If you’re feeling worn out, burned out, or sad, you’re not alone. The pandemic, economy, social unrest, and political division are enough to wear out even the hardiest souls. The concept of “happiness” may seem elusive. Or maybe we’re just going about cultivating it in the wrong way.
“People tend to overestimate the impact that money, achievement, and physical possessions will have on their happiness, when in reality social connections and relationships matter much more,” says behavioral scientist Jennifer Aaker, professor at the Stanford University Graduate School of Business and coauthor of the forthcoming book Humor, Seriously: Why Humor Is a Secret Weapon in Business and Life (And how anyone can harness it. Even you.). Of course that’s both good news and bad news at a time when we seem to be more disconnected than ever.
Plus, according to Aaker, happiness is a moving target: “We go from associating happiness with excitement in our teen years, to pursuit in our 20s, to balance in our 30s, to contentment later in life.”
Fortunately, behavioral scientists like Aaker and other experts and researchers have found some ways that we can cultivate more happiness in our lives. To start, we can use small shifts rather than sweeping changes. Here are five ways to try, both at work and at home.
“After a long time studying happiness in the workplace, we can say that everything comes back to communication,” says Meik Wiking, CEO of the Happiness Research Institute in Copenhagen. Relieving stress is the factor that can increase happiness the most, he adds. And while many people believe that stress at work comes from being too busy, poor communication is usually at the heart of it, including:
- Unclear direction of roles, goals, and management expectations
- Inability of employees to say no to managers when they’re busy
- Not being able to discuss emotions with colleagues when stressed
“Stress comes from places where communication does not flow properly,” Wiking says. His organization has found that the intervention with the most benefit is helping people across the organization talk openly about what is wrong, how it can be improved, and what they are feeling.
Humor is not happiness, but it sure can help you be happier, according to Aaker. “Humor and levity get you through the hard times that are part of a meaningful life. Humor and levity actually connect people much more quickly,” she says. Plus, laughing helps depress the release of cortisol, which can help us feel less stressed.
Having trouble finding anything funny? Practice priming, she and coauthor Naomi Bagdonas, who is a lecturer at Stanford GSB suggest. Essentially, priming is the concept that we find what we set out to look for. Just as if you’re primed with the word doctor, you might see the word nurse more readily in a word puzzle, you can introduce concepts that will make you more likely to find humorous moments in your day-to-day life.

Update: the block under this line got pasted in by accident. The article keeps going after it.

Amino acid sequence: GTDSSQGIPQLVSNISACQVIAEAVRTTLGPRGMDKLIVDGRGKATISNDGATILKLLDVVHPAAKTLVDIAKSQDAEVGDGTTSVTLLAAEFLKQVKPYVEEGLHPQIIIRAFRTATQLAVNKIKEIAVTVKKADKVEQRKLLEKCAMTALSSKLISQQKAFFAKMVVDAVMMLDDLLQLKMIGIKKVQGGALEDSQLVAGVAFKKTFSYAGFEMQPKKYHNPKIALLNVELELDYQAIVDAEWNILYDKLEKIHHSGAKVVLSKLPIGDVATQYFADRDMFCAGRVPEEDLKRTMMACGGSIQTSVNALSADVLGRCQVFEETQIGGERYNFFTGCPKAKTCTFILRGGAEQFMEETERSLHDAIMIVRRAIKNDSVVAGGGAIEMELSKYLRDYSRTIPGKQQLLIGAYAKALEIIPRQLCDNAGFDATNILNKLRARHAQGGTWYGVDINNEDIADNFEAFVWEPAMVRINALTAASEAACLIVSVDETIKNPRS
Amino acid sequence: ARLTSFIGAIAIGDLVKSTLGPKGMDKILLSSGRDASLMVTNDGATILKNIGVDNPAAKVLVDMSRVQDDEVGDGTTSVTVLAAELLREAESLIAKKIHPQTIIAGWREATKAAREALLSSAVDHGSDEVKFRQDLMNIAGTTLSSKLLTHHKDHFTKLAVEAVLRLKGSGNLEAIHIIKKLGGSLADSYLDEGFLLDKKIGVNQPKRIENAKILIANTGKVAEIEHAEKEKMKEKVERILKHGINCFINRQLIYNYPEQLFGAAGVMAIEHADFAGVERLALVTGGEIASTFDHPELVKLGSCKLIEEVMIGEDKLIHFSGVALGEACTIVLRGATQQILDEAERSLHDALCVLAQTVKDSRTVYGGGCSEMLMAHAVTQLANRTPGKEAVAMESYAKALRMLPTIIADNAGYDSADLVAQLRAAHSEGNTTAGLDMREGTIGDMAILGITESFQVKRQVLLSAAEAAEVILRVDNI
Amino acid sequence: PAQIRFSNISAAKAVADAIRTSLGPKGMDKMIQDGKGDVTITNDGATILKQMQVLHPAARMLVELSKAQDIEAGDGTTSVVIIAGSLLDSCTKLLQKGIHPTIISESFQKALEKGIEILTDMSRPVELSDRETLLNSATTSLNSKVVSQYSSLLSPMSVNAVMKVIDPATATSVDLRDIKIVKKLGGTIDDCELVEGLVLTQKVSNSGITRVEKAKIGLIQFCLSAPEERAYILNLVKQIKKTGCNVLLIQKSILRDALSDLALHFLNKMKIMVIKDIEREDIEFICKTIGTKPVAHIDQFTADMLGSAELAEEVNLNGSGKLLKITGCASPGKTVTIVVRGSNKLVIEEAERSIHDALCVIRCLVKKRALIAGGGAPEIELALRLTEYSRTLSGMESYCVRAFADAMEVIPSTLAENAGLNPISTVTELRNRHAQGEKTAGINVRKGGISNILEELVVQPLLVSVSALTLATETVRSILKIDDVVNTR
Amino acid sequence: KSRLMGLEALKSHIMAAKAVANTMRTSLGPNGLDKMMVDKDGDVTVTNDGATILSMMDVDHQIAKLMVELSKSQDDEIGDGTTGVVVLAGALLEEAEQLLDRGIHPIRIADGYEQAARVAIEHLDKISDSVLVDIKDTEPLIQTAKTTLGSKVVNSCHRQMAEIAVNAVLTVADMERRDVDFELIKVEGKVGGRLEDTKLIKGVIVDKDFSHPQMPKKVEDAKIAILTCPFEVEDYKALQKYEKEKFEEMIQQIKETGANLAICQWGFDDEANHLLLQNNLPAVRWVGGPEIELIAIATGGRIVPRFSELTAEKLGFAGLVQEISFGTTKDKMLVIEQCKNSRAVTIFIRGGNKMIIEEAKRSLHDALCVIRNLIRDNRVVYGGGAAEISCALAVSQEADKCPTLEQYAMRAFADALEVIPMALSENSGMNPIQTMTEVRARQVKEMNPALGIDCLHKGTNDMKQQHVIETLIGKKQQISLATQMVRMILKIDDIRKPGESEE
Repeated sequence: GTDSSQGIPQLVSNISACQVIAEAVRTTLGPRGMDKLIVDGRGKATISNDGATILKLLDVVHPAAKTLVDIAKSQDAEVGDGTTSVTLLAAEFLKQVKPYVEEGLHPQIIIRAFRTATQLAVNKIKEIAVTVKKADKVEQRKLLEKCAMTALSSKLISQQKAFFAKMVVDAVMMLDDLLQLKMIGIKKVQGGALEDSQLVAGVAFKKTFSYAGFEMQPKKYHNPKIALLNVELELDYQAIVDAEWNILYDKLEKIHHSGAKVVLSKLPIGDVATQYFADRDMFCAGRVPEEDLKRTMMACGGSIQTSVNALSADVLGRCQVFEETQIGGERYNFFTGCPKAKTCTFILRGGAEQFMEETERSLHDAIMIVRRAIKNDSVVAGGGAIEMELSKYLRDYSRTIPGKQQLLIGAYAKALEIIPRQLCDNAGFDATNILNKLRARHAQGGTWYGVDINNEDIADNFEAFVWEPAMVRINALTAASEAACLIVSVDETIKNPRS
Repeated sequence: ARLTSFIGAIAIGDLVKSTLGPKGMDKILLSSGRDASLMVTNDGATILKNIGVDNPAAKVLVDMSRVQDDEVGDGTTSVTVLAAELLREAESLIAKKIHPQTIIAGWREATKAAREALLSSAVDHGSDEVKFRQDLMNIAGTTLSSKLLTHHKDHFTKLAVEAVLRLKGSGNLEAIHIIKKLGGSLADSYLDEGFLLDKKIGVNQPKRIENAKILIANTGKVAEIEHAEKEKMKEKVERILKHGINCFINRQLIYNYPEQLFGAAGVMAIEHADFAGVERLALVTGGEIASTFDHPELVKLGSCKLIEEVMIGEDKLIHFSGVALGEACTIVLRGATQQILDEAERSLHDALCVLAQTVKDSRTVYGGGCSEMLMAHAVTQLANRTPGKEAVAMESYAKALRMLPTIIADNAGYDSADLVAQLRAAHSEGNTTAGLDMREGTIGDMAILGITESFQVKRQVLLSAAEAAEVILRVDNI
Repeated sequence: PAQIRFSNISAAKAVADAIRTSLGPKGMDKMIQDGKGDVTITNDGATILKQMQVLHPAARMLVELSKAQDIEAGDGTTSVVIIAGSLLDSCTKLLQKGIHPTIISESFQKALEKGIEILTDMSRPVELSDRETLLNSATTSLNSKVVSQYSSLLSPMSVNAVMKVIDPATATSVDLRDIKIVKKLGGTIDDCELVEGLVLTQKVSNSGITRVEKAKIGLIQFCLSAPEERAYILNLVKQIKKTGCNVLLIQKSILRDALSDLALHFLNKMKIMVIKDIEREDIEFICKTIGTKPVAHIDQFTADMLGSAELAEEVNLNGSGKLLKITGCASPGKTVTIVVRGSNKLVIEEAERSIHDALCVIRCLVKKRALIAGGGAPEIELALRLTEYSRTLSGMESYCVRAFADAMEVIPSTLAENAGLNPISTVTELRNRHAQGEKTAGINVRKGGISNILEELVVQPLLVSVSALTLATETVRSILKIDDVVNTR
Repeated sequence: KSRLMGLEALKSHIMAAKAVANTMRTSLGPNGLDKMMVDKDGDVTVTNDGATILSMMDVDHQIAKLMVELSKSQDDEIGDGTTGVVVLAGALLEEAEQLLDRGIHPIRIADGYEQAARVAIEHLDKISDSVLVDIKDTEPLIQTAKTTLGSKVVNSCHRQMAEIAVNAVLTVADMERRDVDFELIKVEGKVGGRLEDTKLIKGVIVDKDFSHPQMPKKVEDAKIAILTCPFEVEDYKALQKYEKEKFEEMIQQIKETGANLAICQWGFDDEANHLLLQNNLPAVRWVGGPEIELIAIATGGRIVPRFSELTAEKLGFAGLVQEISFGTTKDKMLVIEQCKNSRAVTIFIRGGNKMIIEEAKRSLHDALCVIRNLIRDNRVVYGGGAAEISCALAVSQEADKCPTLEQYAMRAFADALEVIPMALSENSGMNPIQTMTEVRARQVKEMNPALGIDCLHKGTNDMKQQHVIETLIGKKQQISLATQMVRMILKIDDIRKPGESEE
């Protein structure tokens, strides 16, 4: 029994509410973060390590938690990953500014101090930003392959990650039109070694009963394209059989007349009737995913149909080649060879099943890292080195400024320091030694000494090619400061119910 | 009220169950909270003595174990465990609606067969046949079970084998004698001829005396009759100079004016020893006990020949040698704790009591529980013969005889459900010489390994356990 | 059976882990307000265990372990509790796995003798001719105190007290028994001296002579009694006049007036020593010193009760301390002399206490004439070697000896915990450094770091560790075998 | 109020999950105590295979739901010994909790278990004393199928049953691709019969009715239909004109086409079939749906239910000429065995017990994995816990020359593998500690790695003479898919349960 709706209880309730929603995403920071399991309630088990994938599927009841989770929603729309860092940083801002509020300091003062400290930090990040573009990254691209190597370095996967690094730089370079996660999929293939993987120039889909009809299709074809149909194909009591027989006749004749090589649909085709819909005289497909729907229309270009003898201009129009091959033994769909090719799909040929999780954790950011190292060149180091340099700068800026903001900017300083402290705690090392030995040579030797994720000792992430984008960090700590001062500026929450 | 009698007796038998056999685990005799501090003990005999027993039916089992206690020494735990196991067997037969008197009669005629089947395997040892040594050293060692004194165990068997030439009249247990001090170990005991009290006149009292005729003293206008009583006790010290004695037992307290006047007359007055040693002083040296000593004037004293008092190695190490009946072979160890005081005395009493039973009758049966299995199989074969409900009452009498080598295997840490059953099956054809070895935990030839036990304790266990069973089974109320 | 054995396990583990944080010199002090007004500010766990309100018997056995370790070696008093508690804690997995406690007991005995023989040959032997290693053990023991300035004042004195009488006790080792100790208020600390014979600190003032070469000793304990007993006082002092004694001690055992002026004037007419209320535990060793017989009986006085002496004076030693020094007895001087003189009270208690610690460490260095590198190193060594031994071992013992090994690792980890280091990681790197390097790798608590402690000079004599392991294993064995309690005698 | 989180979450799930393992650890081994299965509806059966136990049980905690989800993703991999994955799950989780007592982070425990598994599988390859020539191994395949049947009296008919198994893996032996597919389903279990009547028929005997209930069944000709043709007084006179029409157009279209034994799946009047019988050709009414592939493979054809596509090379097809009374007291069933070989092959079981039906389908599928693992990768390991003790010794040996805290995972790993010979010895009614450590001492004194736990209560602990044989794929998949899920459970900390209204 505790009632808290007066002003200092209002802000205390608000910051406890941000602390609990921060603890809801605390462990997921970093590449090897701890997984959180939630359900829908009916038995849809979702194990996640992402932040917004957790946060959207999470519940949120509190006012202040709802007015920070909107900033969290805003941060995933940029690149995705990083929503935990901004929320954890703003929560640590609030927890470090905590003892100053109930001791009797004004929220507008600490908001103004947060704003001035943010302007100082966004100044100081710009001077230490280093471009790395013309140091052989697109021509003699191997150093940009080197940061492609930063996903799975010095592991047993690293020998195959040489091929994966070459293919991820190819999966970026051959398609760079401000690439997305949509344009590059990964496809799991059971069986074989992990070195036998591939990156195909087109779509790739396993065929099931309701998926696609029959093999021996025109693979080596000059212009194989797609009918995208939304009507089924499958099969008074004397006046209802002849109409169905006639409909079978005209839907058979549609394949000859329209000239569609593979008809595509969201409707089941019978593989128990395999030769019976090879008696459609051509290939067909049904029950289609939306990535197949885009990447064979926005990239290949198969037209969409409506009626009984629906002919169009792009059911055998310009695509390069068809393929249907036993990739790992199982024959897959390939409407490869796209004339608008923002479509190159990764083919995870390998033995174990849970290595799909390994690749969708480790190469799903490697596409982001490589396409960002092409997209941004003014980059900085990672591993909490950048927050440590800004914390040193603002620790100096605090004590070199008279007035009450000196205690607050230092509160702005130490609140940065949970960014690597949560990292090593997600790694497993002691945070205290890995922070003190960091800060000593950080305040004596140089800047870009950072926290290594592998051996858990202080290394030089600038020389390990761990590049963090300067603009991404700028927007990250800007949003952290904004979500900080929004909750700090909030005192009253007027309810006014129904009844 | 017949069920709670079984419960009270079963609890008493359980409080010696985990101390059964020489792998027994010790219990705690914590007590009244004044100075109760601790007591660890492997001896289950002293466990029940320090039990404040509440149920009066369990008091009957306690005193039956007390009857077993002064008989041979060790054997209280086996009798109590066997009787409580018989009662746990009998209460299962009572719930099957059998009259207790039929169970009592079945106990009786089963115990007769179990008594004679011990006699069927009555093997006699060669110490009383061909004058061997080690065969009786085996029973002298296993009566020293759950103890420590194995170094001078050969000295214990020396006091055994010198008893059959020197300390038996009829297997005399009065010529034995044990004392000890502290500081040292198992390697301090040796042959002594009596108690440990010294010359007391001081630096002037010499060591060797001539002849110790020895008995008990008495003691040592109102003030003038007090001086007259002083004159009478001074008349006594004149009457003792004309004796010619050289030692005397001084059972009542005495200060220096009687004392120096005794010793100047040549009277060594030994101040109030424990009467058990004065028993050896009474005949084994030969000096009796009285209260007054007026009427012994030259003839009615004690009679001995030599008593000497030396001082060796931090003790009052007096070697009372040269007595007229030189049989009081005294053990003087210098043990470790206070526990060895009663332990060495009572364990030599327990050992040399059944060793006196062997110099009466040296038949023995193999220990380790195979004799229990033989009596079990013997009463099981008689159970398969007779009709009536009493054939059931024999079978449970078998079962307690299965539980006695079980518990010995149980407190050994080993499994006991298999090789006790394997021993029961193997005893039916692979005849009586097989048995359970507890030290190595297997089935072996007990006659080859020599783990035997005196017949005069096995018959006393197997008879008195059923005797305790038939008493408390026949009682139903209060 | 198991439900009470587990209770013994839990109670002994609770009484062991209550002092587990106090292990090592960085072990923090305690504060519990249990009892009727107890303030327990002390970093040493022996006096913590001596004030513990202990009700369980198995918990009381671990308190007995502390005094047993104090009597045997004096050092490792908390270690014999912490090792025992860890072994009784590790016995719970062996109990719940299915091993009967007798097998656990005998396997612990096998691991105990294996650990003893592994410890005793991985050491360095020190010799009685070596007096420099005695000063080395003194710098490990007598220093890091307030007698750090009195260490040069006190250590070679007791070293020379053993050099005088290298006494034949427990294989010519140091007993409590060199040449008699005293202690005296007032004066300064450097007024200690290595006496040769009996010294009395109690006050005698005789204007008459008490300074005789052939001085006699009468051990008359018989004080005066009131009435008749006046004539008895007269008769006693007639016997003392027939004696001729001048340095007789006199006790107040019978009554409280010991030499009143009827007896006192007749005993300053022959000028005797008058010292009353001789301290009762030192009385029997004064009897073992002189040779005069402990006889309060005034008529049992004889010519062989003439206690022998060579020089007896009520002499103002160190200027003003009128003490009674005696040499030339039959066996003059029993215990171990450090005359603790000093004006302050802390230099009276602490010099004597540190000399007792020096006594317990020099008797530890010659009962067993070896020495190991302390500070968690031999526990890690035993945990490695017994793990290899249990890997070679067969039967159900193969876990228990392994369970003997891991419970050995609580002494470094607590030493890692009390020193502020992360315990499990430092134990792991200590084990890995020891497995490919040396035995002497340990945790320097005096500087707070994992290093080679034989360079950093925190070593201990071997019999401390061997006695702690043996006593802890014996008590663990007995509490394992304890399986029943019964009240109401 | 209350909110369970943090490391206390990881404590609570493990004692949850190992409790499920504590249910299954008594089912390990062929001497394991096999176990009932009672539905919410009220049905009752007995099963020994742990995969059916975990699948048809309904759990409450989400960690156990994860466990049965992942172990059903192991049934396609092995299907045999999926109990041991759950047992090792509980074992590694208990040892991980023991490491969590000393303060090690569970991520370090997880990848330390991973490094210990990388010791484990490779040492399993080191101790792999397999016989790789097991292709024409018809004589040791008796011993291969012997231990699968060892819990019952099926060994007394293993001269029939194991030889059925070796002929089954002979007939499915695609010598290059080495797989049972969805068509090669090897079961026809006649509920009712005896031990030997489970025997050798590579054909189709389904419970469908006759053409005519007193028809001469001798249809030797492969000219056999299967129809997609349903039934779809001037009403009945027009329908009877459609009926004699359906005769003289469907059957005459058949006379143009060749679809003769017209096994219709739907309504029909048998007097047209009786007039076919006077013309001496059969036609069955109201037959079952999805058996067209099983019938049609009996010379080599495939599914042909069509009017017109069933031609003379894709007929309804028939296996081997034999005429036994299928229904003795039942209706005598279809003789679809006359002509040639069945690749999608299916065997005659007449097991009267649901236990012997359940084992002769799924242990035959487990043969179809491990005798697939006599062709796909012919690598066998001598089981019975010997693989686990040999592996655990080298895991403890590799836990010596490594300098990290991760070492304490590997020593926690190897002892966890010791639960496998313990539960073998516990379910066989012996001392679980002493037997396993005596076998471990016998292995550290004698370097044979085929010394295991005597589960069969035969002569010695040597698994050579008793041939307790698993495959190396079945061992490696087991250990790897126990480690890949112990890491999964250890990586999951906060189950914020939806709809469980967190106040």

How can you prime for humor and levity? The duo suggest a “humor audit” as a way to do so. “All that you do is you go through your day, and you jot down any moment when you laughed, or any moment when you had shared laughter,” Aaker says. Typically, their students report experiencing much more joy and laughter in their lives by the seventh day of this practice. “In many ways . . . humor is the habit [and] happiness is the outcome,” Bagdonas says.
Social connections also contribute to our happiness. If you’ve been hunkered down under the same roof with family for months, it may seem like more connection isn’t going to do much for your happiness. But it’s important to connect in ways that are enjoyable instead of just rote chores. Planning fun activities has its own challenges now, but you’ll be happier if you’re working to find enjoyment together rather than just coexisting.
A study from Southern Methodist University in Dallas found that people actually reported being happier around friends than family. But psychology professor Nathan Hudson, the study’s author, pointed out in Science Daily that the finding had more to do with the activity than the people with whom it was shared. We typically engage in chores and caretaking with family, whereas we tend to do more fun things with friends. Try changing that up. Maybe now is a good time to try out some baking projects?
As Fast Company reported previously, spending a couple of hours outdoors each week can make your happier. It doesn’t matter whether you spend the time in one visit or several, but a U.K. study found that people who spent two hours outdoors each week were significantly more likely to report better health and well-being than those who spent less time outside. The effect peaked at 200 to 300 total minutes.
From a behavioral science perspective, Aaker says that building meaningfulness into your life is also important to add depth and a sense of satisfaction. “Happiness is more about yourself and meaningfulness is more about others and giving,” she says. “The real secret weapon—the real key—is to live a life of levity and humor, anchored by what’s truly meaningful.”